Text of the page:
Space-empire-building is one of the most intriguing premises for a computer game. Alien planets, interstellar conquest, futuristic weapons - many great games have used these and other epic sci-fi elements as a framework, and Space Empires: IV is another excellent addition to this genre. The game has a limited distribution, but it deserves a place alongside the best sci-fi strategy games.
As the name suggests, Space Empires: IV is actually the fourth iteration in the Space Empires series of games. The previous three were released as shareware, and they gained a cult following. For the latest version, developer Malfador Machinations has teamed up with independent publisher Shrapnel Games. This means that you still won't be able to find Space Empires: IV in stores (you can order it only from the company Web site), but the game now comes on CD instead of as a download. It also comes with a printed manual.
The premise of the game is simple enough, and it sticks close to the genre's fundamentals. Your race must expand through and conquer the galaxy while designing and building new ships, researching advanced technologies, and colonizing planets. Each system has a number of planets of varying sizes, compositions, and atmospheres, and warp points connect systems to each other. All the standard space-game conventions are present: colony ships to settle new planets, different hull sizes, plenty of weapons, as well as some extreme detail, like supply levels for individual ships.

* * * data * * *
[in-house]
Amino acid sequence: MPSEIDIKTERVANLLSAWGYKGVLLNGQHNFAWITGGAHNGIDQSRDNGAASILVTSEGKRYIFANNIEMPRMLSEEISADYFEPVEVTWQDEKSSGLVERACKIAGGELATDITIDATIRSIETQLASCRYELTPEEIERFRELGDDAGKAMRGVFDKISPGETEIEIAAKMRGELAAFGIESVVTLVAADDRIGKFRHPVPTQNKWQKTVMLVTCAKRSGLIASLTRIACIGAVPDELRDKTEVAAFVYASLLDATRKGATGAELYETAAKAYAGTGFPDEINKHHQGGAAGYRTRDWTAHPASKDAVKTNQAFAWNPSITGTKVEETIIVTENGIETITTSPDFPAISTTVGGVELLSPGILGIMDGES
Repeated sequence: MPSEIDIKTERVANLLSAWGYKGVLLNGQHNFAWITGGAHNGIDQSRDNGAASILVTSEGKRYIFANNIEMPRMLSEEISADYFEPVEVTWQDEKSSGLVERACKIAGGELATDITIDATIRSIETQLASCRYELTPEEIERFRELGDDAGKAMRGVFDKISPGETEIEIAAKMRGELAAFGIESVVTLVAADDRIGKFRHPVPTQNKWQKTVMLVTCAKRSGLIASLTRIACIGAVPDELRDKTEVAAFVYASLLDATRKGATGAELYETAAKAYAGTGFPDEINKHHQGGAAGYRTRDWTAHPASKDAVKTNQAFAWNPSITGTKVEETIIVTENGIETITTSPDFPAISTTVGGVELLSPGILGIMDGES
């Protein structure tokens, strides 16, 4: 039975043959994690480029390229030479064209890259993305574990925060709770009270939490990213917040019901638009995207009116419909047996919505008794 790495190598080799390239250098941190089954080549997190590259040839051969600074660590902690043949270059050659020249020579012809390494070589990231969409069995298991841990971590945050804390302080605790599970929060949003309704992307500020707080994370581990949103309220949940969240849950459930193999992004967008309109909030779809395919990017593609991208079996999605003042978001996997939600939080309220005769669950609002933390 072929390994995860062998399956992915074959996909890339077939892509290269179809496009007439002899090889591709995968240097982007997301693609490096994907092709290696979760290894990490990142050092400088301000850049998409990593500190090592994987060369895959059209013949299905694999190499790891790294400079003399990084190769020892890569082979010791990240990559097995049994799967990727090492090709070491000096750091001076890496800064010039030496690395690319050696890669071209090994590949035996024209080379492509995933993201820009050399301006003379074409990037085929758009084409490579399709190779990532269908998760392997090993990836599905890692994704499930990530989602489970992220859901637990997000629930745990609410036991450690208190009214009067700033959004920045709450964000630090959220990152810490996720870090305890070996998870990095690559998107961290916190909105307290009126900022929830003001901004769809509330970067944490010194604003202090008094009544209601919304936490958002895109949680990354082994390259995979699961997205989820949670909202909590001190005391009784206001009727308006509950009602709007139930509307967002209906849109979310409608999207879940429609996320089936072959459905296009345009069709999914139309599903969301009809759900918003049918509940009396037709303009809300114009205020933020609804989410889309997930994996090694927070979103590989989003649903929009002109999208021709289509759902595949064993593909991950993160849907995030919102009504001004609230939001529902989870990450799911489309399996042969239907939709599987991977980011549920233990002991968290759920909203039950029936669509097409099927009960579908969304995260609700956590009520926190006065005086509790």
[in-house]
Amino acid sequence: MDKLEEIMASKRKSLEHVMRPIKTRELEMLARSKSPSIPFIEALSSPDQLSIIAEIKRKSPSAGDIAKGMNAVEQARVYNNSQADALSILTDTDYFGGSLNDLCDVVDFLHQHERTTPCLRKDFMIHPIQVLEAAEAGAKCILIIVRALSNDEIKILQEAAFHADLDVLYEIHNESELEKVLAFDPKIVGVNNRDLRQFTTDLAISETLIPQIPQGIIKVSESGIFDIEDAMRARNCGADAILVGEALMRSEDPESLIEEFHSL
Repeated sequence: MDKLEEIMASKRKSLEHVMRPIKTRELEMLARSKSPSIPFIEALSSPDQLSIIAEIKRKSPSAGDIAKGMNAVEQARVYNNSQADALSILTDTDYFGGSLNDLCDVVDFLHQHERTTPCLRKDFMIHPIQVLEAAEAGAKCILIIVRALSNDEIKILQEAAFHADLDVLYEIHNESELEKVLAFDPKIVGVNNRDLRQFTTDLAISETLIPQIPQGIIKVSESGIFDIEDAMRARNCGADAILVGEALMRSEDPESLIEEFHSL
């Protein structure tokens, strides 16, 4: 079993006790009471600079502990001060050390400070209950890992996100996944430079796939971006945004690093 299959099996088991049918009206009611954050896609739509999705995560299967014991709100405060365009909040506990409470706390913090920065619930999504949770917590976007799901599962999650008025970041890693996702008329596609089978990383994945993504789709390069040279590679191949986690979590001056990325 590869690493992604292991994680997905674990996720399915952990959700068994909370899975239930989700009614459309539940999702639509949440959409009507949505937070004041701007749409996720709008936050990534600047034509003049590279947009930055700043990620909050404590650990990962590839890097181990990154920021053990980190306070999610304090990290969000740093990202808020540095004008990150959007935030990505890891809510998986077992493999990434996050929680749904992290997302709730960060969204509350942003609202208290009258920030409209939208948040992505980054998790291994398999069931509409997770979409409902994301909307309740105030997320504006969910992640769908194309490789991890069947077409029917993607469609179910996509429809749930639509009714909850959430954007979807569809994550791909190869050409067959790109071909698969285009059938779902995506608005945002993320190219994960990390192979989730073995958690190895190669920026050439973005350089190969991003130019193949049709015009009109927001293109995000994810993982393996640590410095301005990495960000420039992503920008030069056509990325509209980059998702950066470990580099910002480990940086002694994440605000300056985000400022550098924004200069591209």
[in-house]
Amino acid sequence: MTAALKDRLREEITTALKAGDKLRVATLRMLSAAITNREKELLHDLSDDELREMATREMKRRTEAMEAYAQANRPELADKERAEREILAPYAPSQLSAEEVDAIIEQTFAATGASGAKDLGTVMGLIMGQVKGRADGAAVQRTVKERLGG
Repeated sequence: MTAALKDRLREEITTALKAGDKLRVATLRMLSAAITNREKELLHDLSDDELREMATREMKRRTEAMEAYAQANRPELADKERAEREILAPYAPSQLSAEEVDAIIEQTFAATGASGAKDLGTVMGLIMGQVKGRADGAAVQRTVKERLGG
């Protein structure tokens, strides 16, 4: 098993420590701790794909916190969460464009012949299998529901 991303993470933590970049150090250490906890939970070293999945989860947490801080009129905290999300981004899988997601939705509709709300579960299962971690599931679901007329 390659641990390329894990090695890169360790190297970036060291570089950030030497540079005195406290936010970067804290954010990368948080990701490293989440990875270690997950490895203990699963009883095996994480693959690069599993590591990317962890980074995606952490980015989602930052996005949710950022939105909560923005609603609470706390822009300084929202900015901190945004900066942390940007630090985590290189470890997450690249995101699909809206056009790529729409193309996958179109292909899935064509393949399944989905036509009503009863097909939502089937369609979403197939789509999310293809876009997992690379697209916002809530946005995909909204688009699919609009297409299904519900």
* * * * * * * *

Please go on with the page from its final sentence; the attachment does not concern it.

The graphics in Space Empires: IV are clean and functional but still plain and unpolished, particularly the individual race portraits. The sounds fare rather worse - they actually wouldn't seem out of place in a space arcade game from 1985. These shortcomings may put off those looking for Civilization II in space, as the aesthetic elements of Space Empires: IV don't even match those in that 4-year-old game. But Space Empires: IV succeeds in spite of this because the developer knows its audience, and it was able to concentrate on the essentials.
Actually, the game has almost too much to it. Even a review five times this size would be hard-pressed to adequately explain all the features. Planets can support a multitude of individual structures and ships can take on a wide variety of designs; and there are different resource types (minerals, organics, and radioactive ore) to collect and manage. Planets can become unhappy for a variety of reasons, and they need to be kept satisfied - or problems will occur. You also need to keep track of mines, satellites, fighters and the carriers that house them, and seemingly a million and one other features and options you'll discover when you explore the game.